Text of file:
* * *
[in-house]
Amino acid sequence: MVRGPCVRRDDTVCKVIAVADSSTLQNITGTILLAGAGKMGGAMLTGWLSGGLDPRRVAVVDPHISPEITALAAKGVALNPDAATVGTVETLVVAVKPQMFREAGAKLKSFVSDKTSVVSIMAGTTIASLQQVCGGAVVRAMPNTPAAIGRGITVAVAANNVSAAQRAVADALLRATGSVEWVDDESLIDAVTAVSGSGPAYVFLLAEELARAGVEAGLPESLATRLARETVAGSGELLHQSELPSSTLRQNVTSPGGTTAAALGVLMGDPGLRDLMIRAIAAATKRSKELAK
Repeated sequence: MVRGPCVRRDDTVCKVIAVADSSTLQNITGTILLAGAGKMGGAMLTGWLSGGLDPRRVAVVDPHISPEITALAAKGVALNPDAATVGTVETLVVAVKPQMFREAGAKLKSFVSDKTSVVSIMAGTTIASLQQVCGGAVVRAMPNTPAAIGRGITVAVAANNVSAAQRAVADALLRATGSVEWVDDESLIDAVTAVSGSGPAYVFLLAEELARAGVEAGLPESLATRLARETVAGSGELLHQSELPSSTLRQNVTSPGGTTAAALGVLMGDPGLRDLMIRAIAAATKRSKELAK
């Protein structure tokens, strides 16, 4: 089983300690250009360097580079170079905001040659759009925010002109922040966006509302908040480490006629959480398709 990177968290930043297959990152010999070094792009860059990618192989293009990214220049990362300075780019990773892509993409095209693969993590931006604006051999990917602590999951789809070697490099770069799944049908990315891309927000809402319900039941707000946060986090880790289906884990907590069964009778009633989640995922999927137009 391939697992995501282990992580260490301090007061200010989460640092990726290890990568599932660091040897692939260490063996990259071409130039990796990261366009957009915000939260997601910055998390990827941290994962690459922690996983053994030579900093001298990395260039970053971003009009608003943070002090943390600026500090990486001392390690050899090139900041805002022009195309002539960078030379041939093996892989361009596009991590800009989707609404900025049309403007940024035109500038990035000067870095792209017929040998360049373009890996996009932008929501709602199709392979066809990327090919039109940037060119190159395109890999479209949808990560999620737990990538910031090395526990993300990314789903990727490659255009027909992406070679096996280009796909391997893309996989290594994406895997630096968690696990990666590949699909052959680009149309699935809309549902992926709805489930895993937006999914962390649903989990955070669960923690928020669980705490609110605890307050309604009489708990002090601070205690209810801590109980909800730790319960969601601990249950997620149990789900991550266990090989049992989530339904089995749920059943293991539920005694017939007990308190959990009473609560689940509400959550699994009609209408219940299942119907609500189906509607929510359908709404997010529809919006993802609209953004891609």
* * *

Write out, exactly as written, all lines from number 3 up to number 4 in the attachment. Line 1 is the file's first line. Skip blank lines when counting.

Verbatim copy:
Repeated sequence: MVRGPCVRRDDTVCKVIAVADSSTLQNITGTILLAGAGKMGGAMLTGWLSGGLDPRRVAVVDPHISPEITALAAKGVALNPDAATVGTVETLVVAVKPQMFREAGAKLKSFVSDKTSVVSIMAGTTIASLQQVCGGAVVRAMPNTPAAIGRGITVAVAANNVSAAQRAVADALLRATGSVEWVDDESLIDAVTAVSGSGPAYVFLLAEELARAGVEAGLPESLATRLARETVAGSGELLHQSELPSSTLRQNVTSPGGTTAAALGVLMGDPGLRDLMIRAIAAATKRSKELAK
């Protein structure tokens, strides 16, 4: 089983300690250009360097580079170079905001040659759009925010002109922040966006509302908040480490006629959480398709 990177968290930043297959990152010999070094792009860059990618192989293009990214220049990362300075780019990773892509993409095209693969993590931006604006051999990917602590999951789809070697490099770069799944049908990315891309927000809402319900039941707000946060986090880790289906884990907590069964009778009633989640995922999927137009 391939697992995501282990992580260490301090007061200010989460640092990726290890990568599932660091040897692939260490063996990259071409130039990796990261366009957009915000939260997601910055998390990827941290994962690459922690996983053994030579900093001298990395260039970053971003009009608003943070002090943390600026500090990486001392390690050899090139900041805002022009195309002539960078030379041939093996892989361009596009991590800009989707609404900025049309403007940024035109500038990035000067870095792209017929040998360049373009890996996009932008929501709602199709392979066809990327090919039109940037060119190159395109890999479209949808990560999620737990990538910031090395526990993300990314789903990727490659255009027909992406070679096996280009796909391997893309996989290594994406895997630096968690696990990666590949699909052959680009149309699935809309549902992926709805489930895993937006999914962390649903989990955070669960923690928020669980705490609110605890307050309604009489708990002090601070205690209810801590109980909800730790319960969601601990249950997620149990789900991550266990090989049992989530339904089995749920059943293991539920005694017939007990308190959990009473609560689940509400959550699994009609209408219940299942119907609500189906509607929510359908709404997010529809919006993802609209953004891609």